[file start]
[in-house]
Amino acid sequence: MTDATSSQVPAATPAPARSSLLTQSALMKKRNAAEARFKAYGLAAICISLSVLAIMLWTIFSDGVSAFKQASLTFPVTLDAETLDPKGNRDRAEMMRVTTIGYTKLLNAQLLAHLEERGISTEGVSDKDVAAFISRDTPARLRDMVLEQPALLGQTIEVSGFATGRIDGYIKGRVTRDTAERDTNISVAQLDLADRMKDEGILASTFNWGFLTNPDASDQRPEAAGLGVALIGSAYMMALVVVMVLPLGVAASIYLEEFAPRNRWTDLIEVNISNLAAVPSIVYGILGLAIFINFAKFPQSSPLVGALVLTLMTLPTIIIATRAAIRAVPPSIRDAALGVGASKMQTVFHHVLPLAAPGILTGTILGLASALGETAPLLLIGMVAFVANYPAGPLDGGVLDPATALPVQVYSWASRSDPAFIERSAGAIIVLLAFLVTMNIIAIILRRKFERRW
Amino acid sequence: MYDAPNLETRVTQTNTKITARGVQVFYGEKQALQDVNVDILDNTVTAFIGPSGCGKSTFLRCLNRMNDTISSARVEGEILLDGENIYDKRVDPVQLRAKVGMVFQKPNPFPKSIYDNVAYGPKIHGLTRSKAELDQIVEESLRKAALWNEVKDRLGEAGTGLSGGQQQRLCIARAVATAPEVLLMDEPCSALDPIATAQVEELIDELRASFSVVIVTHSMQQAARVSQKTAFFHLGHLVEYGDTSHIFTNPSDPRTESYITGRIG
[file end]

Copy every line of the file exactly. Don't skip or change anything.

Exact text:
[in-house]
Amino acid sequence: MTDATSSQVPAATPAPARSSLLTQSALMKKRNAAEARFKAYGLAAICISLSVLAIMLWTIFSDGVSAFKQASLTFPVTLDAETLDPKGNRDRAEMMRVTTIGYTKLLNAQLLAHLEERGISTEGVSDKDVAAFISRDTPARLRDMVLEQPALLGQTIEVSGFATGRIDGYIKGRVTRDTAERDTNISVAQLDLADRMKDEGILASTFNWGFLTNPDASDQRPEAAGLGVALIGSAYMMALVVVMVLPLGVAASIYLEEFAPRNRWTDLIEVNISNLAAVPSIVYGILGLAIFINFAKFPQSSPLVGALVLTLMTLPTIIIATRAAIRAVPPSIRDAALGVGASKMQTVFHHVLPLAAPGILTGTILGLASALGETAPLLLIGMVAFVANYPAGPLDGGVLDPATALPVQVYSWASRSDPAFIERSAGAIIVLLAFLVTMNIIAIILRRKFERRW
Amino acid sequence: MYDAPNLETRVTQTNTKITARGVQVFYGEKQALQDVNVDILDNTVTAFIGPSGCGKSTFLRCLNRMNDTISSARVEGEILLDGENIYDKRVDPVQLRAKVGMVFQKPNPFPKSIYDNVAYGPKIHGLTRSKAELDQIVEESLRKAALWNEVKDRLGEAGTGLSGGQQQRLCIARAVATAPEVLLMDEPCSALDPIATAQVEELIDELRASFSVVIVTHSMQQAARVSQKTAFFHLGHLVEYGDTSHIFTNPSDPRTESYITGRIG